Taking the fun out of gaming, announcements about Microsoft layoff plans are now making the rounds, with the company narrowing down on their Xbox, ZeniMax, and Activision Blizzard employees this time. According to reports, Microsoft is planning to lay off 1900 employees from its 22,000-strong gaming workforce to better align themselves with their strategy to support their growing business. After more than a year of negotiations, Microsoft’s acquisition of Activision Blizzard was finally completed in October last year, with a $68.7 billion deal to seal the agreement. Ever since then, there has been considerable uncertainty over whether the full force of the team would be retained or if layoffs would ensue to balance out the forces. The news of the Activision Blizzard layoffs finally answers the question.
Microsoft Layoffs Move Ahead as Tech Industry Continues to Rearrange its Workforce
The Microsoft layoffs are all set to affect 8 percent of the Microsoft Gaming division in total while the rest of the organization remains unaffected so far. The Verge obtained an internal memo that was sent out to employees by Microsoft Gaming CEO Phil Spencer, informing the team about the decision to cut down on the team. The memo promised that affected employees would be informed about the update soon and also made a note of the provision of severance benefits but did not elaborate further on what that would include, other than that they would be in accordance with local employment laws. The last big round of layoffs at Microsoft took place around the same time last year, with 10000 workers being affected, mainly from sales and marketing.
During the previous series of Microsoft layoffs, employees were offered “above-market severance pay, continuing healthcare coverage for six months, continued vesting of stock awards for six months, career transition services, and 60 days notice prior to termination,” but it is unclear if the same benefits will be offered this time around. Many speculate that the layoffs could be a result of internal Microsoft AI developments that are making many job roles redundant but in this particular instance, there is nothing to indicate that this is the case. Still, caution appears to be the way forward considering the pace of AI developments that could perhaps overtake the overall benefits of a regular workforce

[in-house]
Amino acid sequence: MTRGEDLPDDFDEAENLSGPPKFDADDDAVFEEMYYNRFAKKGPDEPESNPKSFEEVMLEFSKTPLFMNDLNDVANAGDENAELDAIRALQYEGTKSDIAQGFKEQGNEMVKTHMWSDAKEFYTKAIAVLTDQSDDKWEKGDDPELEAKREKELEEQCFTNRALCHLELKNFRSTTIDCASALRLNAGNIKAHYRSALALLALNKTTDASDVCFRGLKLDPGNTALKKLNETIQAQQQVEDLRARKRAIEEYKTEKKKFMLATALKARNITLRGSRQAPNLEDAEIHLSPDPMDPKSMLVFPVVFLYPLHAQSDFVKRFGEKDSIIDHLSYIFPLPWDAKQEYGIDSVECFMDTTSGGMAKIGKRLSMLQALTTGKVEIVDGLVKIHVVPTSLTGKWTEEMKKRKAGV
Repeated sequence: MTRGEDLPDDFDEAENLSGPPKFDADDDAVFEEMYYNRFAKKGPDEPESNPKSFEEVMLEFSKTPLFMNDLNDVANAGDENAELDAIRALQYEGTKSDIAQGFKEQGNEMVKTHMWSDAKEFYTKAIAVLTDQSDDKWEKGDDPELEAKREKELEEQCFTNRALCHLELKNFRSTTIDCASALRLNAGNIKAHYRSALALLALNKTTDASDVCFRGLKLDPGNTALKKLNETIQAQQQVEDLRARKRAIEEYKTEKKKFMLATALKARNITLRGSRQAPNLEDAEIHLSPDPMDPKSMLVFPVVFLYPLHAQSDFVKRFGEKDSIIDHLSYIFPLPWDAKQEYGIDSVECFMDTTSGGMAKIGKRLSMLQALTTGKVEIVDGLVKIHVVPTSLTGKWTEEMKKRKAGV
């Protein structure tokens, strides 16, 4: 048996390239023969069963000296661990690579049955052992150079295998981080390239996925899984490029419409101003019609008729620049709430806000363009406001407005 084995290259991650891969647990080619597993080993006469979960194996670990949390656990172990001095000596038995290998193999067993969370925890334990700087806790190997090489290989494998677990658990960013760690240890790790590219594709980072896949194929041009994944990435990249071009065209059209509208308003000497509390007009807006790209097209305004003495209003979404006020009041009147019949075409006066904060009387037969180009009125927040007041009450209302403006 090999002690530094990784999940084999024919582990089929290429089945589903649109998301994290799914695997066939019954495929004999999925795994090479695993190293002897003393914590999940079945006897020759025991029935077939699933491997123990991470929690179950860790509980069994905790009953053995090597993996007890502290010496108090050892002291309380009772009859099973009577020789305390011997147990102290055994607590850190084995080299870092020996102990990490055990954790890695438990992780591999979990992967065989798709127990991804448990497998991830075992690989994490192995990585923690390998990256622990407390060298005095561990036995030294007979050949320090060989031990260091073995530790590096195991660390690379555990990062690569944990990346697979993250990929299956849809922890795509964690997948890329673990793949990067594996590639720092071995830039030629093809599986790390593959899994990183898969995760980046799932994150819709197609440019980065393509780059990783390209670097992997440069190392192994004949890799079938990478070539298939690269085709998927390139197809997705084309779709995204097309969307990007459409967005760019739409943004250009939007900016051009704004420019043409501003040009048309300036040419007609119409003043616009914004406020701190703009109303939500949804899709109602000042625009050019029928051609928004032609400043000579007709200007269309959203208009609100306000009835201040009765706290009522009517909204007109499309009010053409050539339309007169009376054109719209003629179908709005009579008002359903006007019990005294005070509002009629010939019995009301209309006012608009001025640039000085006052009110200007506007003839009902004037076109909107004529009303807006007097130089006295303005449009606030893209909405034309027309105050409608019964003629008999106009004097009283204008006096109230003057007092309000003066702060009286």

Results of Microsoft’s Acquisition of Activision Blizzard
The Microsoft layoffs are just one angle to the news we have about the major shakeups at the organization. Microsoft’s acquisition of Activision Blizzard has led to multiple conversations of how this might affect the gaming industry but so far, the changes have been largely internal. Blizzard president Mike Ybarra also chose to leave the company recently. He confirmed his move out of the company with an X/Twitter post stating “Having already spent 20+ years at Microsoft and with the acquisition of Activision Blizzard behind us, it’s time for me to (once again) become Blizzard’s biggest fan from the outside.” The reactions from employees and customers have been quite similar, expressing their disappointment at the news. Blizzard’s Chief Design Officer and cofounder Allen Adham has also reportedly moved out of the organization.
I want to thank everyone who is impacted today for their meaningful contributions to their teams, to Blizzard, and to players’ lives. It’s an incredibly hard day and my energy and support will be focused on all those amazing individuals impacted – this is in no way a reflection…
— Mike Ybarra 🎄 (@Qwik) January 25, 2024
Leadership changes leave quite an impact on an organization, especially when there are already signs of unrest among its workforce, so Microsoft might have to work extra hard at setting things right with the workforce it is planning to retain. The company is also closing its work on the Blizzard survival game that has been in the works for over six years, moving employees to other active projects, so this is quite certainly a time for change with the Microsoft teams.
The job market remains unstable one month into 2024 and while workers have hoped that the trend of layoffs will slow down this year, it doesn’t seem likely so far. With Discord, Amazon, Google, Unity, GM Cruise, Twitch, and other popular names already pursuing layoffs this year, it doesn’t appear to be the best time for job seekers currently looking for employment, regardless of the industry.